"Whatever happens tomorrow, the RBNZ’s cover statement is likely to be short and very carefully worded as the MPC [Monetary Policy Committee] simply won't know what the next few weeks are going to look like."
Keane also noted the RBNZ will not have time to make changes to the bulk of the Monetary Policy Statement, which includes projections and commentary.
Health and fiscal response centre stage
ANZ senior economist Miles Workman and strategist David Croy likewise believed the RBNZ would hike the OCR by 25 points.
"Fiscal policy is well placed to support households and businesses through this lockdown, and past experience shows that provided the health response is successful, it’s very effective in supporting confidence and activity," they said.
If the lockdown isn’t prolonged, they maintained the impact on aggregate activity in the third quarter will be minor, factoring in pent-up demand dynamics, the strong starting point for momentum, and fiscal support.
"We think it makes sense for the Bank to react to the known (an overheated economy) and state they are ready to adapt to new info as it comes to hand," Workman and Croy said.
"In “least regrets” terms, neither a short-lived hike in the worst case scenario, or a six-week delay to hiking in the best case scenario, would be a particularly big deal for the economy - it’s much more important that the health and fiscal policy responses are exactly on the mark."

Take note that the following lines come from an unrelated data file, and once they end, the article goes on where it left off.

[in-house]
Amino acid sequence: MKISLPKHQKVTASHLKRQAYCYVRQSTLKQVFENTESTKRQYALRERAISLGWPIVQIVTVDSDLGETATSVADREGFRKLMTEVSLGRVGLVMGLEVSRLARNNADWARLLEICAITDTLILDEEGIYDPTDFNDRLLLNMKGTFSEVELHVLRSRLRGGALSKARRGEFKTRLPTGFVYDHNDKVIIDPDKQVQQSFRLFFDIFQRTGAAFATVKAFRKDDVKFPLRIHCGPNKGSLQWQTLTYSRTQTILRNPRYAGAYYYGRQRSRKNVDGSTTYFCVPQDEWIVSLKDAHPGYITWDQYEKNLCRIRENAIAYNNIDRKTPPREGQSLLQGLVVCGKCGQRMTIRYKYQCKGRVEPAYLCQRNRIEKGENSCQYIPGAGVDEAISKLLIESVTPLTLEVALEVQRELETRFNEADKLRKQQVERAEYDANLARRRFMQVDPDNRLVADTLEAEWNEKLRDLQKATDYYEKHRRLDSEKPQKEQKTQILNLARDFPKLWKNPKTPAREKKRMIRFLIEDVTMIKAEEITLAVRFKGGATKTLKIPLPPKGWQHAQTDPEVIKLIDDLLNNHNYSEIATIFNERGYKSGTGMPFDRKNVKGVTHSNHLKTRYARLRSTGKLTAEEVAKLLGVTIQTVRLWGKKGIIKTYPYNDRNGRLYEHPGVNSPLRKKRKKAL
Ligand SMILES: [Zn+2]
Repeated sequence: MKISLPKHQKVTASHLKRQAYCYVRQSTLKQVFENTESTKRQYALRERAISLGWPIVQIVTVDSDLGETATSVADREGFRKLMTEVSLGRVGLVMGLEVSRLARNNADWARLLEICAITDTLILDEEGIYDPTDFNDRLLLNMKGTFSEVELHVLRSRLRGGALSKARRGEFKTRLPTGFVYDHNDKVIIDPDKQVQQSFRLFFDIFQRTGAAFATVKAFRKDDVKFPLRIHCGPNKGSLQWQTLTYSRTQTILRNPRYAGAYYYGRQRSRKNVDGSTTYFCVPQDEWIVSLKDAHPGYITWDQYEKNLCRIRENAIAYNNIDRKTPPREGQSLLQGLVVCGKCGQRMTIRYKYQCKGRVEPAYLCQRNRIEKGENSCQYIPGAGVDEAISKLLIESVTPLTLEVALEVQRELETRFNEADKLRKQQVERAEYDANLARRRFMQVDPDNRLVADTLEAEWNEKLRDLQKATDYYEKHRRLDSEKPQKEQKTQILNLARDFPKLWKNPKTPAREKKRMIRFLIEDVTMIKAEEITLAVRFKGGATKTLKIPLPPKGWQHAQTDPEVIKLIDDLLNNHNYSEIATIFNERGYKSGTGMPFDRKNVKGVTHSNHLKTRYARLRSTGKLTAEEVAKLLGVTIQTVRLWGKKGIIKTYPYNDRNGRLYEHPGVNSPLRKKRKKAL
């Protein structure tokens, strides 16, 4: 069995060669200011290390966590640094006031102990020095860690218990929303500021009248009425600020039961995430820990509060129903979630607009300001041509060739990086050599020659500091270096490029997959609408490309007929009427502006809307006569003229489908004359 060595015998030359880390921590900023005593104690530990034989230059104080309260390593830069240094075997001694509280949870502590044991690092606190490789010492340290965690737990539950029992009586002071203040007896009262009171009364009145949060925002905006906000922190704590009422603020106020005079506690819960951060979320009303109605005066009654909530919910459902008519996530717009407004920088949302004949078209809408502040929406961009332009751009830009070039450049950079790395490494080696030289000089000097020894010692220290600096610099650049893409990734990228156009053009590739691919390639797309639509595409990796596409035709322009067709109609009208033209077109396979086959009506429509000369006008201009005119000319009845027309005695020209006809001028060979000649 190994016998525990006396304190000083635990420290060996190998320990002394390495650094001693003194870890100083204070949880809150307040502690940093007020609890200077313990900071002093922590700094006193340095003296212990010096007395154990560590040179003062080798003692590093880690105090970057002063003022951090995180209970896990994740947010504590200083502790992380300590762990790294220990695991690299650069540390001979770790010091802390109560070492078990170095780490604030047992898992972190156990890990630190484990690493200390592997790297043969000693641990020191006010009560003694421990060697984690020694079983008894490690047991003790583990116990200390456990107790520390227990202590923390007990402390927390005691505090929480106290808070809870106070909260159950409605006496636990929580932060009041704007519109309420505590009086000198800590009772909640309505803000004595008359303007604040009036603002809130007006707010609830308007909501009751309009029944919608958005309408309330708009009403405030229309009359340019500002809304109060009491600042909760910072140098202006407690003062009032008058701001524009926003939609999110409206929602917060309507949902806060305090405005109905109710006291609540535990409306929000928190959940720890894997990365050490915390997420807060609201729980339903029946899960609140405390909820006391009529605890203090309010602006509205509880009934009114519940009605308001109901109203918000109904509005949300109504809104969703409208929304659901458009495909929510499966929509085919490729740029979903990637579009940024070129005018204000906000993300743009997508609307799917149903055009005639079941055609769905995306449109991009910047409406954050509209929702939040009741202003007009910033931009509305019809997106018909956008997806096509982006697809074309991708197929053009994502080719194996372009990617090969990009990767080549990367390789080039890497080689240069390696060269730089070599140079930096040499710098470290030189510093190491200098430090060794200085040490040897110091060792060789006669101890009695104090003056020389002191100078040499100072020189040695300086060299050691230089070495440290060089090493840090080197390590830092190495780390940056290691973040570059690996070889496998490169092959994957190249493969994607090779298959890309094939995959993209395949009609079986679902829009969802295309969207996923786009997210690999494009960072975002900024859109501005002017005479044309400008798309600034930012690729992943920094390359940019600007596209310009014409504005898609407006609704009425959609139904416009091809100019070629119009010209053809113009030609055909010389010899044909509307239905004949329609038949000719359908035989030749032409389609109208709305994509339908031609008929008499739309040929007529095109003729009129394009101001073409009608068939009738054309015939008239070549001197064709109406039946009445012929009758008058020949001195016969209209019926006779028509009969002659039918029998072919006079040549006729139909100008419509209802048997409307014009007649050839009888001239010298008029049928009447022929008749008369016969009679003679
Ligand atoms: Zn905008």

They said the RBNZ faces tough decisions, but the Prime Minister faces tougher ones.
Gordon and Tuffley see the RBNZ moving to tighten quickly when the time is right
Coming back to Gordon, he said: “Experience shows that economic activity tends to bounce back readily once COVID restrictions are lifted. And when that happens, the RBNZ will be left facing many of the same issues as before: an economy that is running up against cost pressures and capacity constraints, with risks that inflation could become more persistent.
“Ultimately, we expect OCR hikes will still be needed, but we will review the likely timing of this as we get more clarity.”
Similarly, Tuffley said: “NZ’s past short-ish lockdowns (August last year, February/March this year) have shown that the lasting economic impacts are relatively light. Spending tends to merely get deferred, with a catch-up period occurring once restrictions ease.
“Provided this lockdown is short, it is likely the underlying economic picture would remain one of an economy that has hit capacity constraints and no longer needs the OCR to stay as low as 0.25%.
“Hence, provided this lockdown is short-lived with little lasting economic impact, we still expect the RBNZ to proceed with a quick start to its tightening cycle.
“That could involve a 25bp hike or even 50bp hike at the following October 6 Review, or even a 25bp hike ahead of the October meeting…
“Also provided the lockdown is short and doesn’t change the underlying economic picture, we would still anticipate the OCR reaching 1.5% by the end of the year.
“Events are going to be fluid, as there is still little known about this latest case.”